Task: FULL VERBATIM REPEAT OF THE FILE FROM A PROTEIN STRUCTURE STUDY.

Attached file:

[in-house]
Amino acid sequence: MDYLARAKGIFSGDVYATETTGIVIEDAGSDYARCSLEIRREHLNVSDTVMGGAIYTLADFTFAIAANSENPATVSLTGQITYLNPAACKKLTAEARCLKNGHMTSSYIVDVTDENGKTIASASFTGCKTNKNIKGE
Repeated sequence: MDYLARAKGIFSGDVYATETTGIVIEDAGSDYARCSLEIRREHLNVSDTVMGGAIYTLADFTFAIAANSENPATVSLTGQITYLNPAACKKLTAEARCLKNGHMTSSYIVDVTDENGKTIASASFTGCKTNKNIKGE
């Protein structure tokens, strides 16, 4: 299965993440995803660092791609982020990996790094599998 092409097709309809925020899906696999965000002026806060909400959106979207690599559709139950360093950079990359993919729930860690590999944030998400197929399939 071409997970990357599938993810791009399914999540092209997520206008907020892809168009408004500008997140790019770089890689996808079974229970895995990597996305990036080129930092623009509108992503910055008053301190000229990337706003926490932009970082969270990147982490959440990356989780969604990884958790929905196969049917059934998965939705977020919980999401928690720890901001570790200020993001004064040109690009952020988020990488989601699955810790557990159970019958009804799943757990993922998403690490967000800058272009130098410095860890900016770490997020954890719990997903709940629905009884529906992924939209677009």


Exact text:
[in-house]
Amino acid sequence: MDYLARAKGIFSGDVYATETTGIVIEDAGSDYARCSLEIRREHLNVSDTVMGGAIYTLADFTFAIAANSENPATVSLTGQITYLNPAACKKLTAEARCLKNGHMTSSYIVDVTDENGKTIASASFTGCKTNKNIKGE
Repeated sequence: MDYLARAKGIFSGDVYATETTGIVIEDAGSDYARCSLEIRREHLNVSDTVMGGAIYTLADFTFAIAANSENPATVSLTGQITYLNPAACKKLTAEARCLKNGHMTSSYIVDVTDENGKTIASASFTGCKTNKNIKGE
């Protein structure tokens, strides 16, 4: 299965993440995803660092791609982020990996790094599998 092409097709309809925020899906696999965000002026806060909400959106979207690599559709139950360093950079990359993919729930860690590999944030998400197929399939 071409997970990357599938993810791009399914999540092209997520206008907020892809168009408004500008997140790019770089890689996808079974229970895995990597996305990036080129930092623009509108992503910055008053301190000229990337706003926490932009970082969270990147982490959440990356989780969604990884958790929905196969049917059934998965939705977020919980999401928690720890901001570790200020993001004064040109690009952020988020990488989601699955810790557990159970019958009804799943757990993922998403690490967000800058272009130098410095860890900016770490997020954890719990997903709940629905009884529906992924939209677009």